Paragraph 31 of the Ruling provides examples of circumstances where a debt may be bad, including where the debt has become statute barred, a corporate debtor is in liquidation or receivership or an individual debtor has disappeared and they have no assets.

Paragraph 32 then provides a list of actions that a creditor may take to show that appropriate steps have been taken to recover the debt, including by sending reminder notices, taking action to ascertain the debtor’s asset position (and therefore assessing the debtor’s capacity to pay the debt) and commencing formal recovery proceedings.

In the current COVID-19 environment, more businesses are being vigilant about their debtor management practices, especially where debts are ageing or there are clear signs that a debtor is in financial distress.  Aside from being good business practice, the steps that are taken to actively manage debtors will also be evidence that will support a claim for a deduction should the debt prove unrecoverable.

In our practical experience, the ATO will not necessarily ‘lower the bar’ when it comes to proving that active steps have been taken to seek recovery of a debt prior to claiming a tax deduction because the debt has been judged to be unrecoverable.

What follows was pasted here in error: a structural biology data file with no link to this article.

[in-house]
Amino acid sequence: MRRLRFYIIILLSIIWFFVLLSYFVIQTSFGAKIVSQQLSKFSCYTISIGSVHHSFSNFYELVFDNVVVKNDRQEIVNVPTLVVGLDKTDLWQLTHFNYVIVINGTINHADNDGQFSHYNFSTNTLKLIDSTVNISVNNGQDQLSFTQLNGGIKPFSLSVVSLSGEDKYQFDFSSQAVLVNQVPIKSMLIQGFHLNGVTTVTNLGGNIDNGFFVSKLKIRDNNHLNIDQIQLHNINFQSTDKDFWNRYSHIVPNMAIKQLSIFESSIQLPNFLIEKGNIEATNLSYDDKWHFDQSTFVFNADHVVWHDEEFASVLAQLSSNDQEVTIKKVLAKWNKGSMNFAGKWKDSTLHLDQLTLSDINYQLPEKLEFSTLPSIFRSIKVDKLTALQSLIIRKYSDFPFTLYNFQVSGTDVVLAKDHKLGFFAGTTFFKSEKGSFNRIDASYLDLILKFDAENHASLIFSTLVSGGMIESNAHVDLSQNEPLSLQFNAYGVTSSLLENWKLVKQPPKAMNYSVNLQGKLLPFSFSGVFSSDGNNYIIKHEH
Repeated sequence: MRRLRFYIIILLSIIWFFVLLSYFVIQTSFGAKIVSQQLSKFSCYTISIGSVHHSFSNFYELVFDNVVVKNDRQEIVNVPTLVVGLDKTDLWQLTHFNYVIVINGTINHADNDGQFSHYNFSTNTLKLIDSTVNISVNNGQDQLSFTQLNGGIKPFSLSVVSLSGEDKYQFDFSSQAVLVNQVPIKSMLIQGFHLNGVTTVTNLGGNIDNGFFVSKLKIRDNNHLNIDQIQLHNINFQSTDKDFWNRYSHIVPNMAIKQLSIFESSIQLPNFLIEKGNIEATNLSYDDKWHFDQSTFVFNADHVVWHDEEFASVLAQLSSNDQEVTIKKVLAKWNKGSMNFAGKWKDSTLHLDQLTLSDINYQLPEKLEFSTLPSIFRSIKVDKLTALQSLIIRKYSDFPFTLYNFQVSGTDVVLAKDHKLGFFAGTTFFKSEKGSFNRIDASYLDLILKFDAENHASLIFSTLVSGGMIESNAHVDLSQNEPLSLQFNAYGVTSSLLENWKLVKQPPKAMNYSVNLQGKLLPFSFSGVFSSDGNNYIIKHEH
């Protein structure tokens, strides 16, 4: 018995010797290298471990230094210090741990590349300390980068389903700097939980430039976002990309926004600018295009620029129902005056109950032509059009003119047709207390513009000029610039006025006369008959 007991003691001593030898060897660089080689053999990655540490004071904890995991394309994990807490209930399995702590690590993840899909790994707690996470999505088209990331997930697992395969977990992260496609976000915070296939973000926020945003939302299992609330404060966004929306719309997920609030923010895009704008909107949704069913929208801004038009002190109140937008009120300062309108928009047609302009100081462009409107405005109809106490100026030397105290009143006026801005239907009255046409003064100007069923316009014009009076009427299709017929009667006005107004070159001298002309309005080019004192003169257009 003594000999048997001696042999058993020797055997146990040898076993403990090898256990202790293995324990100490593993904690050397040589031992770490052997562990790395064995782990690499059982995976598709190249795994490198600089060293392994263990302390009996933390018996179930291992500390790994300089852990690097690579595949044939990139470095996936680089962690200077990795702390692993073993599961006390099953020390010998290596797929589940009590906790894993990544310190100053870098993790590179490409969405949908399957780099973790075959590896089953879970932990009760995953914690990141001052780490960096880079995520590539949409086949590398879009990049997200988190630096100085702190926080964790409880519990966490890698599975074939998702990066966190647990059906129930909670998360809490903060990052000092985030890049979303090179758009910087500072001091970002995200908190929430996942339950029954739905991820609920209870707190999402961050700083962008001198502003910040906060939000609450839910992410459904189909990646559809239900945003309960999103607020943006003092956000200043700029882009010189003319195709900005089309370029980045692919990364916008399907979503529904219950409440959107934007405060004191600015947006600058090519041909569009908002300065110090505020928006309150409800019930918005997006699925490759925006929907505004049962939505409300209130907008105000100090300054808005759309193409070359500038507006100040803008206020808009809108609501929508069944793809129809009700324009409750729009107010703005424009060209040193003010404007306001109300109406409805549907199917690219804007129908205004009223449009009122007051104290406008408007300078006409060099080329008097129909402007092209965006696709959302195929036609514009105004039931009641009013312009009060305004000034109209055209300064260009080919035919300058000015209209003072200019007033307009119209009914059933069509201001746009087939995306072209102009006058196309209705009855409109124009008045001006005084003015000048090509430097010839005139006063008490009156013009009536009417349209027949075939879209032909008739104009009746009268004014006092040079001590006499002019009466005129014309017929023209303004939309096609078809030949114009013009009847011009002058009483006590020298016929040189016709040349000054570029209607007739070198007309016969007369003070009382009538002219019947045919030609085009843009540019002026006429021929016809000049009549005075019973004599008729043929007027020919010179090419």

The debt must be written off as bad during the year of income in which the deduction is claimed

There must be written documentation which records the debt as written off in the year that a deduction is claimed ie before the end of the financial year.  Practically, this means that for any bad debt deduction claims sought to be made for the 2020 financial year, that documentation should be prepared now.  

‘Writing-off’ a debt does not simply mean that the debt is written off in the accounts.  As stated above, to be a bad debt, there must be ‘commercial judgement’ based on the objective facts that the debt is currently unrecoverable.  To support this decision making, the considerations which have led to a debt being written-off as bad should be recorded, for example, in the minutes of a board meeting or in a written recommendation prepared by the entity’s financial controller.

The debt must be for an amount which was brought to account as assessable income

The debt must represent an amount which was brought to account as assessable income in either the income year in which the debt is written-off as bad or in an earlier income year.  However, the bad debt deduction can only be claimed in the financial year that debt was written-off as bad, meaning there may be a mismatch between the income year in which tax was paid on the assessable income represented by the debt and the income year the deduction is claimed.